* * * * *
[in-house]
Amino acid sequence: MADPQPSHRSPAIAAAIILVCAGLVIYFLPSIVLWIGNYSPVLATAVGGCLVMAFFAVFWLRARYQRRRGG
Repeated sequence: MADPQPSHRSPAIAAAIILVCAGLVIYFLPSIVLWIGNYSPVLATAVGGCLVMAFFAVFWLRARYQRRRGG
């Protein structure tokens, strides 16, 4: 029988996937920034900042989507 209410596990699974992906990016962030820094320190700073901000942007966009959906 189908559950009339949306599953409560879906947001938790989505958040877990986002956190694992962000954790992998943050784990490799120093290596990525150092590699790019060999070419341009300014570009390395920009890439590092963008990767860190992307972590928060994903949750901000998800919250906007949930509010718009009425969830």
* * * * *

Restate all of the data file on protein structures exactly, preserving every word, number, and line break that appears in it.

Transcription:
[in-house]
Amino acid sequence: MADPQPSHRSPAIAAAIILVCAGLVIYFLPSIVLWIGNYSPVLATAVGGCLVMAFFAVFWLRARYQRRRGG
Repeated sequence: MADPQPSHRSPAIAAAIILVCAGLVIYFLPSIVLWIGNYSPVLATAVGGCLVMAFFAVFWLRARYQRRRGG
């Protein structure tokens, strides 16, 4: 029988996937920034900042989507 209410596990699974992906990016962030820094320190700073901000942007966009959906 189908559950009339949306599953409560879906947001938790989505958040877990986002956190694992962000954790992998943050784990490799120093290596990525150092590699790019060999070419341009300014570009390395920009890439590092963008990767860190992307972590928060994903949750901000998800919250906007949930509010718009009425969830």